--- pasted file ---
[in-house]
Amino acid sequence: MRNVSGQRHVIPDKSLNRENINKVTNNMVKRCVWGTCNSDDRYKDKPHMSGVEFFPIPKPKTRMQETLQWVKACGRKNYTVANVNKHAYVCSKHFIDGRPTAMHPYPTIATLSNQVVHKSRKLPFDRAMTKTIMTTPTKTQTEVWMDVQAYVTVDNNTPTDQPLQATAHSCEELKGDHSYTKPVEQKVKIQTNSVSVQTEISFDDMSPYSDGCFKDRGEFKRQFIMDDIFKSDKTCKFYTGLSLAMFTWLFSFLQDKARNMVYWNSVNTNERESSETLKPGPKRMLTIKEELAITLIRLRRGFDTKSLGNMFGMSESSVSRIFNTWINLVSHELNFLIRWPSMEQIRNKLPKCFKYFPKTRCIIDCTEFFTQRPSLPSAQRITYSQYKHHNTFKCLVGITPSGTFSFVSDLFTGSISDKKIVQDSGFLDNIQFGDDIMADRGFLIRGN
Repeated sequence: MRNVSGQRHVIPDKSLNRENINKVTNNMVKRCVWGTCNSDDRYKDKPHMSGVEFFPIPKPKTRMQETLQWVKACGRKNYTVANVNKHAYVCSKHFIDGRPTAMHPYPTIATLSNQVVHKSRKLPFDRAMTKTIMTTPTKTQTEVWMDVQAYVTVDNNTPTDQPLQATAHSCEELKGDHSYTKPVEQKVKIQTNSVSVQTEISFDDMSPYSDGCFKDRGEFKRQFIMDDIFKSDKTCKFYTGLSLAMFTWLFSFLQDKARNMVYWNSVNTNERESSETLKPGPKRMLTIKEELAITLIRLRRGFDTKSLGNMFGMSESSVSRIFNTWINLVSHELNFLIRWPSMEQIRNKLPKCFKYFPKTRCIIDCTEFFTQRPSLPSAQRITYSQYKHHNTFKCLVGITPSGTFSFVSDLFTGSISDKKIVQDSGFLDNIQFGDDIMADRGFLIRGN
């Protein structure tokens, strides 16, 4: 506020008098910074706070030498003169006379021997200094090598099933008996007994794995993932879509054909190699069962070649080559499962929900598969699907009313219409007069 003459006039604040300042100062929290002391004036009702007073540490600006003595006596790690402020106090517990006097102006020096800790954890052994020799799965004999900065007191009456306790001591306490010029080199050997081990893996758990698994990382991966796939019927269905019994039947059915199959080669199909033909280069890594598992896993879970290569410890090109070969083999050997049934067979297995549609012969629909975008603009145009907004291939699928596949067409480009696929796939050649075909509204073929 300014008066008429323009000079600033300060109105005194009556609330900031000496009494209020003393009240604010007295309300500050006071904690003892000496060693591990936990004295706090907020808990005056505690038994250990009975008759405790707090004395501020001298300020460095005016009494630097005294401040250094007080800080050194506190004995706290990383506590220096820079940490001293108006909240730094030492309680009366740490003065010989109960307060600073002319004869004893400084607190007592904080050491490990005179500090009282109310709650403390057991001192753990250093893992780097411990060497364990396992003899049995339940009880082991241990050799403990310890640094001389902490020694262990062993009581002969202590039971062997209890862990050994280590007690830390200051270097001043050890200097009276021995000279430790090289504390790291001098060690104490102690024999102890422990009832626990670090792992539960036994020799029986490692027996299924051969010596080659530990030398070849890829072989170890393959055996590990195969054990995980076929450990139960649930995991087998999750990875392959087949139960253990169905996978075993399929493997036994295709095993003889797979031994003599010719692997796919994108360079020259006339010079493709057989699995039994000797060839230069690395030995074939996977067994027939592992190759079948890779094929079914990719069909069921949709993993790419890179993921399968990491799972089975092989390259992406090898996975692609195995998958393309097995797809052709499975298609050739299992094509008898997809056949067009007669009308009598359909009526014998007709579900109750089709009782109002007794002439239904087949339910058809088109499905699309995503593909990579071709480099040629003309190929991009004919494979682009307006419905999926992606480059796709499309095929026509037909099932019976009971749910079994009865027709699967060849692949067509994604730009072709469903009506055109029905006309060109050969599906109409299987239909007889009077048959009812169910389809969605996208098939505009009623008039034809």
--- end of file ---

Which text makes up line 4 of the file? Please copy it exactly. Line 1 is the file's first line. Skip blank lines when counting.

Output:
């Protein structure tokens, strides 16, 4: 506020008098910074706070030498003169006379021997200094090598099933008996007994794995993932879509054909190699069962070649080559499962929900598969699907009313219409007069 003459006039604040300042100062929290002391004036009702007073540490600006003595006596790690402020106090517990006097102006020096800790954890052994020799799965004999900065007191009456306790001591306490010029080199050997081990893996758990698994990382991966796939019927269905019994039947059915199959080669199909033909280069890594598992896993879970290569410890090109070969083999050997049934067979297995549609012969629909975008603009145009907004291939699928596949067409480009696929796939050649075909509204073929 300014008066008429323009000079600033300060109105005194009556609330900031000496009494209020003393009240604010007295309300500050006071904690003892000496060693591990936990004295706090907020808990005056505690038994250990009975008759405790707090004395501020001298300020460095005016009494630097005294401040250094007080800080050194506190004995706290990383506590220096820079940490001293108006909240730094030492309680009366740490003065010989109960307060600073002319004869004893400084607190007592904080050491490990005179500090009282109310709650403390057991001192753990250093893992780097411990060497364990396992003899049995339940009880082991241990050799403990310890640094001389902490020694262990062993009581002969202590039971062997209890862990050994280590007690830390200051270097001043050890200097009276021995000279430790090289504390790291001098060690104490102690024999102890422990009832626990670090792992539960036994020799029986490692027996299924051969010596080659530990030398070849890829072989170890393959055996590990195969054990995980076929450990139960649930995991087998999750990875392959087949139960253990169905996978075993399929493997036994295709095993003889797979031994003599010719692997796919994108360079020259006339010079493709057989699995039994000797060839230069690395030995074939996977067994027939592992190759079948890779094929079914990719069909069921949709993993790419890179993921399968990491799972089975092989390259992406090898996975692609195995998958393309097995797809052709499975298609050739299992094509008898997809056949067009007669009308009598359909009526014998007709579900109750089709009782109002007794002439239904087949339910058809088109499905699309995503593909990579071709480099040629003309190929991009004919494979682009307006419905999926992606480059796709499309095929026509037909099932019976009971749910079994009865027709699967060849692949067509994604730009072709469903009506055109029905006309060109050969599906109409299987239909007889009077048959009812169910389809969605996208098939505009009623008039034809």